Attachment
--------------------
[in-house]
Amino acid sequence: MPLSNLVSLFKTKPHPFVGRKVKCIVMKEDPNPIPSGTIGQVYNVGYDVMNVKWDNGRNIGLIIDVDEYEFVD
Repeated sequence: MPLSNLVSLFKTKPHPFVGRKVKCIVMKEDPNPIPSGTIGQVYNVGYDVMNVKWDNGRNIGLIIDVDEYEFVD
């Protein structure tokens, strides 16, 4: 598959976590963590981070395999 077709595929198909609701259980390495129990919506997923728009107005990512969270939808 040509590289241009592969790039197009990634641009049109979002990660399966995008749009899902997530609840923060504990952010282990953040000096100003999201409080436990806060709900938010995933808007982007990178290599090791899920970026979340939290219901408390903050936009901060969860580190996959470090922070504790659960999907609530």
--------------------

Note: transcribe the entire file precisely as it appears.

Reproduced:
[in-house]
Amino acid sequence: MPLSNLVSLFKTKPHPFVGRKVKCIVMKEDPNPIPSGTIGQVYNVGYDVMNVKWDNGRNIGLIIDVDEYEFVD
Repeated sequence: MPLSNLVSLFKTKPHPFVGRKVKCIVMKEDPNPIPSGTIGQVYNVGYDVMNVKWDNGRNIGLIIDVDEYEFVD
């Protein structure tokens, strides 16, 4: 598959976590963590981070395999 077709595929198909609701259980390495129990919506997923728009107005990512969270939808 040509590289241009592969790039197009990634641009049109979002990660399966995008749009899902997530609840923060504990952010282990953040000096100003999201409080436990806060709900938010995933808007982007990178290599090791899920970026979340939290219901408390903050936009901060969860580190996959470090922070504790659960999907609530």